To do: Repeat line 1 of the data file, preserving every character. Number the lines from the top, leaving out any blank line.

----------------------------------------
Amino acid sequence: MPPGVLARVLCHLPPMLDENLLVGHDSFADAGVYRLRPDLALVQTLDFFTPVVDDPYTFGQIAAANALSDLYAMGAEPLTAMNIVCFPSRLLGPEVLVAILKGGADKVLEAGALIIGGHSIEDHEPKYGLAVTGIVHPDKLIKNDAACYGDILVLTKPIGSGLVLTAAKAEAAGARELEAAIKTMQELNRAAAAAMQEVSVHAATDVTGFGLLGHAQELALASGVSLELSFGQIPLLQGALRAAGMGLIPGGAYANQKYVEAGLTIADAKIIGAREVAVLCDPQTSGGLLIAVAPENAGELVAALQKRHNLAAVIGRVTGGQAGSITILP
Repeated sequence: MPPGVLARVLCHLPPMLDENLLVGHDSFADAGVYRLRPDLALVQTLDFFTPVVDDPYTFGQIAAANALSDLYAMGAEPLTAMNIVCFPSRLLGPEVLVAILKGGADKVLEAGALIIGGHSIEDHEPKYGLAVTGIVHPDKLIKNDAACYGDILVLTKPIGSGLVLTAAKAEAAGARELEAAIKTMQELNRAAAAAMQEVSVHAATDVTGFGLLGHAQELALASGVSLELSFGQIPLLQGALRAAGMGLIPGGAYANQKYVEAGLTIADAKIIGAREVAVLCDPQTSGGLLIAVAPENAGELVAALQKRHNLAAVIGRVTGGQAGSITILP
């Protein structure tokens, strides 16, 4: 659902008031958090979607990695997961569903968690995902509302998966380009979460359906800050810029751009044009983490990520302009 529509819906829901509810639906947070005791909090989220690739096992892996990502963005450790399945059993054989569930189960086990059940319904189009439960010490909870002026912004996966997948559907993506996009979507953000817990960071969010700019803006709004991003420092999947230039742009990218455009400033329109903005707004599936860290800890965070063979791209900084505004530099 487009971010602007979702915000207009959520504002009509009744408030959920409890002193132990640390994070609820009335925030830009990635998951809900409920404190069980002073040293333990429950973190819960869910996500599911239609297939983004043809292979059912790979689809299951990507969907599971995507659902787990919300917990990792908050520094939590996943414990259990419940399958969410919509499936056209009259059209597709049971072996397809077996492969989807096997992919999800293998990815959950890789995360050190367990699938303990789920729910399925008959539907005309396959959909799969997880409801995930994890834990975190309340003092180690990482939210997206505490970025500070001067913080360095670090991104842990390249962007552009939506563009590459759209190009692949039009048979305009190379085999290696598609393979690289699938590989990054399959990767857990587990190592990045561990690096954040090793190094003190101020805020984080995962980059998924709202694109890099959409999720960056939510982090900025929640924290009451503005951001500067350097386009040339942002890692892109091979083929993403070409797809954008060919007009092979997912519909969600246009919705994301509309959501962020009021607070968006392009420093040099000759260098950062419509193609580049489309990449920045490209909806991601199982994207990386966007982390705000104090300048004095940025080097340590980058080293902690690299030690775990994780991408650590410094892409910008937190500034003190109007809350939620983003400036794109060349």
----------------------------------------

Amino acid sequence: MPPGVLARVLCHLPPMLDENLLVGHDSFADAGVYRLRPDLALVQTLDFFTPVVDDPYTFGQIAAANALSDLYAMGAEPLTAMNIVCFPSRLLGPEVLVAILKGGADKVLEAGALIIGGHSIEDHEPKYGLAVTGIVHPDKLIKNDAACYGDILVLTKPIGSGLVLTAAKAEAAGARELEAAIKTMQELNRAAAAAMQEVSVHAATDVTGFGLLGHAQELALASGVSLELSFGQIPLLQGALRAAGMGLIPGGAYANQKYVEAGLTIADAKIIGAREVAVLCDPQTSGGLLIAVAPENAGELVAALQKRHNLAAVIGRVTGGQAGSITILP